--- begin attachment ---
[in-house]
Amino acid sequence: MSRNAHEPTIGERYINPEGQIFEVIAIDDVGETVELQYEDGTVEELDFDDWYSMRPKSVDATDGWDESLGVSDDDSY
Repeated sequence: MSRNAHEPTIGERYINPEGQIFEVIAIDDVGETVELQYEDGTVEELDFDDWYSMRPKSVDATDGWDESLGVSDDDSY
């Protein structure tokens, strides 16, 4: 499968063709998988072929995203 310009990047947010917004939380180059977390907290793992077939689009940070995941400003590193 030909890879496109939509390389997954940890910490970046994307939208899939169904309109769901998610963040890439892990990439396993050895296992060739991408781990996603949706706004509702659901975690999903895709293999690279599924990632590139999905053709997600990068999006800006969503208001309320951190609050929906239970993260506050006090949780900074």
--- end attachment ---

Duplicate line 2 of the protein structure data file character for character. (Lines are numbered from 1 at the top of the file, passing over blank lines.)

Amino acid sequence: MSRNAHEPTIGERYINPEGQIFEVIAIDDVGETVELQYEDGTVEELDFDDWYSMRPKSVDATDGWDESLGVSDDDSY